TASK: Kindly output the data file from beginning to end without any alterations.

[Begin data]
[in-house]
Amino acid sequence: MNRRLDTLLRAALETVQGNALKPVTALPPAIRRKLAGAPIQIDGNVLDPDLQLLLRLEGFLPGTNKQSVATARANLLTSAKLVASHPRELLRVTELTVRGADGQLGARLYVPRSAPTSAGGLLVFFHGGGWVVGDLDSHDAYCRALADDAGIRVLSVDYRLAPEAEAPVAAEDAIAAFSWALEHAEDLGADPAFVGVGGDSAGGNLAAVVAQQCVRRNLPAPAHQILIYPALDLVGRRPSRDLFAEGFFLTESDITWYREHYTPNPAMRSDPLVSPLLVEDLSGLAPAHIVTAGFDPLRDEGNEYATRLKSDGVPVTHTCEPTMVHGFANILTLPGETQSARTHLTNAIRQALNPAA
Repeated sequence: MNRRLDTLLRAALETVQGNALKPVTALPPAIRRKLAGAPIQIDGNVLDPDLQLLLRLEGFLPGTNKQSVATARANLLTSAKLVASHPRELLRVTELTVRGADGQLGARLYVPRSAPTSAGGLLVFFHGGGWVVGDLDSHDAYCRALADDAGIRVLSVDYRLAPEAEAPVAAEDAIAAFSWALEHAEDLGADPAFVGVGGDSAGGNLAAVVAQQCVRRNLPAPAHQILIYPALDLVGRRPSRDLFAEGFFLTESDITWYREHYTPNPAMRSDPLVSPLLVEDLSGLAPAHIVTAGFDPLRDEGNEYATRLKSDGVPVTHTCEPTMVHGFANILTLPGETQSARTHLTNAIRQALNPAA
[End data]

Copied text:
[in-house]
Amino acid sequence: MNRRLDTLLRAALETVQGNALKPVTALPPAIRRKLAGAPIQIDGNVLDPDLQLLLRLEGFLPGTNKQSVATARANLLTSAKLVASHPRELLRVTELTVRGADGQLGARLYVPRSAPTSAGGLLVFFHGGGWVVGDLDSHDAYCRALADDAGIRVLSVDYRLAPEAEAPVAAEDAIAAFSWALEHAEDLGADPAFVGVGGDSAGGNLAAVVAQQCVRRNLPAPAHQILIYPALDLVGRRPSRDLFAEGFFLTESDITWYREHYTPNPAMRSDPLVSPLLVEDLSGLAPAHIVTAGFDPLRDEGNEYATRLKSDGVPVTHTCEPTMVHGFANILTLPGETQSARTHLTNAIRQALNPAA
Repeated sequence: MNRRLDTLLRAALETVQGNALKPVTALPPAIRRKLAGAPIQIDGNVLDPDLQLLLRLEGFLPGTNKQSVATARANLLTSAKLVASHPRELLRVTELTVRGADGQLGARLYVPRSAPTSAGGLLVFFHGGGWVVGDLDSHDAYCRALADDAGIRVLSVDYRLAPEAEAPVAAEDAIAAFSWALEHAEDLGADPAFVGVGGDSAGGNLAAVVAQQCVRRNLPAPAHQILIYPALDLVGRRPSRDLFAEGFFLTESDITWYREHYTPNPAMRSDPLVSPLLVEDLSGLAPAHIVTAGFDPLRDEGNEYATRLKSDGVPVTHTCEPTMVHGFANILTLPGETQSARTHLTNAIRQALNPAA